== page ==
"I know the sacredness of family privacy. I know the sacredness of bodily privacy. And yet I truly believe in my heart as an artist that the more someone will let me in, I do want to share that," continues Taylor. "What happens in this film is truly extraordinary, and it might give people a new perspective on a very unknown disease."

Adds Dion: "I hope it gives people strength. A lot of people are going through things alone for many, many, many years."

After 17 years of pushing aside — and through — her physical struggles, Dion was fueled by the love she has for her and her late husband René Angélil's three sons, René-Charles, 23, and 13-year-old twins Nelson and Eddy, to finally prioritize her health.

<p>Celine Dion Instagram</p> Dion with her sons Eddy, Nelson and René-Charles

Celine Dion Instagram

Dion with her sons Eddy, Nelson and René-Charles

Related: Céline Dion Poses with Mick Jagger and Her Sons at Rolling Stones' Las Vegas Gig: 'You Got Us Rocking!'

"My vocal cords used to lead my way, and now I can't even just talk with them. I barely could walk, and I was missing very much living," she says. "My kids started to notice. I was like, OK, they already lost a parent. I don't want them to be scared."

While there isn't currently a cure, Dion says her diagnosis brought relief to her family. "I let them know, 'You lost your dad. Mom has a condition, and it's different. I'm not going to die,'" she recalls of telling her kids about the illness, which is not fatal and can be managed with treatment. "By knowing what I'm dealing with, it takes away a lot of weight and burden, and it did the same for my kids."

Having the disease impact her ability to sing has been especially cruel for Dion, who knew since an early age her calling was to perform and has been beloved for decades for her soaring ballads and inimitable stage presence.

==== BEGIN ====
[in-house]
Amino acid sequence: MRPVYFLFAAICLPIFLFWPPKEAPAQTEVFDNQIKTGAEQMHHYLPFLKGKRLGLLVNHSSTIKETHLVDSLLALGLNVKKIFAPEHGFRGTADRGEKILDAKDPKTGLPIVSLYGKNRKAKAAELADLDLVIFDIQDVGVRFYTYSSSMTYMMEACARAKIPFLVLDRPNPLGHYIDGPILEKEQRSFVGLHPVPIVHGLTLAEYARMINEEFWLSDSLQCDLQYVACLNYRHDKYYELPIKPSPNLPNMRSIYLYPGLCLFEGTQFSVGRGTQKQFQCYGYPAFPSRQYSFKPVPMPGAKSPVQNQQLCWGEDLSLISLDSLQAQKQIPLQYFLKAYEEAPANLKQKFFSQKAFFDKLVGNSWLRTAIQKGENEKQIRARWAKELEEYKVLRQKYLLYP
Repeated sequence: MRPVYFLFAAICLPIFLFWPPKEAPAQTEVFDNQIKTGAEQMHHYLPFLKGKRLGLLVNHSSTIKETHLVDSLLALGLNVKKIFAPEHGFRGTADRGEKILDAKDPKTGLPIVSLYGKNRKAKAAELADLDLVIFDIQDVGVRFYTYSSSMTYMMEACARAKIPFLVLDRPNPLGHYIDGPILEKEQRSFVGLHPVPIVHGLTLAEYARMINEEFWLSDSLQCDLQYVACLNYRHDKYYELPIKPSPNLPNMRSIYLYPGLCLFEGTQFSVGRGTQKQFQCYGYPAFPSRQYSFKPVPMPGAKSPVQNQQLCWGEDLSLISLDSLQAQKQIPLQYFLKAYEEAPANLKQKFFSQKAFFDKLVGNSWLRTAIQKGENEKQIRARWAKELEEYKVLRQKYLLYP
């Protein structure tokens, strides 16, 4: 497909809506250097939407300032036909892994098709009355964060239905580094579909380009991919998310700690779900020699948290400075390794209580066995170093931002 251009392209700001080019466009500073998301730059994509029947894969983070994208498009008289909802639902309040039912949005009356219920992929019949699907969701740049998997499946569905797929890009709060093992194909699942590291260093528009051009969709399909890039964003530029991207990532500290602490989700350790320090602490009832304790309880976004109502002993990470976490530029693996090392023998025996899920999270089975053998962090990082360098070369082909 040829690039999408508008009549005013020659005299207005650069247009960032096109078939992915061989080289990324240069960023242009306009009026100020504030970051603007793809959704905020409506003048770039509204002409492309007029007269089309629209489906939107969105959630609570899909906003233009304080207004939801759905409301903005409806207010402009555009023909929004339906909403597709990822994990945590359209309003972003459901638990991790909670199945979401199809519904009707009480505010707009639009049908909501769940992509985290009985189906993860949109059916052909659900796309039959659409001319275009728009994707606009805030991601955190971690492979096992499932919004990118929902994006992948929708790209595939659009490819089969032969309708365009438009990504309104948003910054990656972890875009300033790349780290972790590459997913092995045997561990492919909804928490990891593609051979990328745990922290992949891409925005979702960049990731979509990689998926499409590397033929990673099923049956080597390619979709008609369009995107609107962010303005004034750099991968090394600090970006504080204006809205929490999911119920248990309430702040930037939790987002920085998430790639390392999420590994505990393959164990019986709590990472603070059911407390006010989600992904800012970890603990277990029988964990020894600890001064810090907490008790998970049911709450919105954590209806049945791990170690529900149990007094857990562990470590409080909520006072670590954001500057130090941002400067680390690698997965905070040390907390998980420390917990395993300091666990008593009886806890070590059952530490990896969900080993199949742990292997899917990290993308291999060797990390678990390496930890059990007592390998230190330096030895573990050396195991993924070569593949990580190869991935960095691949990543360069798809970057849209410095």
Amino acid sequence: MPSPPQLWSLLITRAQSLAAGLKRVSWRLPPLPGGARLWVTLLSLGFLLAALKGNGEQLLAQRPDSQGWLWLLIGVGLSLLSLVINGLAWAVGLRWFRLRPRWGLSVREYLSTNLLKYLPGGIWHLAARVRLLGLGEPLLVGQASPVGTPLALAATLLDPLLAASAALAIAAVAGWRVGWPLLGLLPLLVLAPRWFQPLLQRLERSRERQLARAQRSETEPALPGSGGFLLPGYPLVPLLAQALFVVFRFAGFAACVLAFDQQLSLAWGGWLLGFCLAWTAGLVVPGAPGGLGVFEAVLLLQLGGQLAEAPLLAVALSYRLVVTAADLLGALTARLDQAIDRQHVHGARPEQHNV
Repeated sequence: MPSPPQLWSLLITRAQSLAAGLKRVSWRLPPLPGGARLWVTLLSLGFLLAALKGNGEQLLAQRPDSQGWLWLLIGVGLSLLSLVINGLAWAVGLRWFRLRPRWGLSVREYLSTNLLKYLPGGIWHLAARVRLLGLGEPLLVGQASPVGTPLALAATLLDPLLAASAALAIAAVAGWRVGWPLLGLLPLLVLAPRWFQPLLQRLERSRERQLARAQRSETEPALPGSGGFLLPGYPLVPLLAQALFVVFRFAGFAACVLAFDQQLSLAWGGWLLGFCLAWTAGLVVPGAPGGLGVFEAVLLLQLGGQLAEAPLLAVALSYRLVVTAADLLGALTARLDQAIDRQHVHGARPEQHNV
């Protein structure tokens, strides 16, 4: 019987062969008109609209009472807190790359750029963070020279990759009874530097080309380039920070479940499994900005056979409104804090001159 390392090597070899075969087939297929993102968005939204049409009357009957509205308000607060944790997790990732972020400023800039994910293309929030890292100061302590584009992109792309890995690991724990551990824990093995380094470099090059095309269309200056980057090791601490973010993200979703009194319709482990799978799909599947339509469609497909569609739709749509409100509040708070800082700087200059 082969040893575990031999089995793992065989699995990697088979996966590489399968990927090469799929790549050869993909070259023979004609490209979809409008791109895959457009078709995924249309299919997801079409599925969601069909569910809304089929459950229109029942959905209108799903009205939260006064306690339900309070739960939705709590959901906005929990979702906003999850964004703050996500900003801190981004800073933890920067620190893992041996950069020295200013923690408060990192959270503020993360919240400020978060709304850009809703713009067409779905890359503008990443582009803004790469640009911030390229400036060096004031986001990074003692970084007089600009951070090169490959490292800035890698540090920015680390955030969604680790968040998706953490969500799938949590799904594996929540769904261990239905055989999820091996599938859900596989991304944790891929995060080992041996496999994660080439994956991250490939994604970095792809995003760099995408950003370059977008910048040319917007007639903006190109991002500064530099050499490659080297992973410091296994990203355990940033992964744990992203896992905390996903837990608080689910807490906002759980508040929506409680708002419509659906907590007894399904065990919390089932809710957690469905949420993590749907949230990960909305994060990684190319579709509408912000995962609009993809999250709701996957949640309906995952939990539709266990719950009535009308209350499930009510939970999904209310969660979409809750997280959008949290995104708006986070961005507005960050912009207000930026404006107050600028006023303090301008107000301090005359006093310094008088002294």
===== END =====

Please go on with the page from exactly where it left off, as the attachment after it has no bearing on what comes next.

Over the last two years, Dion has been following a combination treatment plan involving medication, immune therapy, vocal therapy and intense physical rehabilitation five days a week.

"The good thing that's on my side is that I love doing all these things," she says, grinning. Dion is unwaveringly resilient, but Dr. Amanda Piquet, who serves as director of the autoimmune neurology program at the University of Colorado and is the physician who diagnosed Dion, emphasizes how strenuous her treatments are. "It's a full-time job," Piquet says. "She is incredibly determined."

<p>Courtesy of Prime Video</p> Dion with director Irene Taylor and a cameraman at home in Las Vegas

Courtesy of Prime Video

Dion with director Irene Taylor and a cameraman at home in Las Vegas

Related: Céline Dion Describes the Effect Stiff-Person Syndrome Has on Her Voice: 'Like Somebody's Strangling You'

Dion knows her fans are eager to see her back onstage, and their support motivates her. Returning to the recording studio for the first time in years was "very, very, very challenging," she says.

"I don't want to sound pretentious, but [singing] has never been difficult. I got scared that it was harder. I was like, that's not supposed to be hard," she continues.

Still, she refuses to let fear dictate her future. "I have a wonderful coach vocally, and physically [my treatment plan] is making such a difference," she says.

<p>Simone Joyner/Getty</p> Dion performing in 2019

Simone Joyner/Getty

Dion performing in 2019

While there's no timeline for her professional return, Dion says, "We're talking about putting a show together, and I have so many ideas. I can't wait."

She's also found new purpose — both to raise awareness about SPS in hopes of finding a cure, and to encourage others struggling silently to seek help.

"If I would have just stayed secretly behind, my home would have become a prison, and I would have become a prisoner of my own life," she says. "Today, I live one day at a time. The fact that I found the strength to communicate my condition with the world makes me very proud. Maybe my purpose in this life is to help others, and that is the greatest gift."

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Read the original article on People.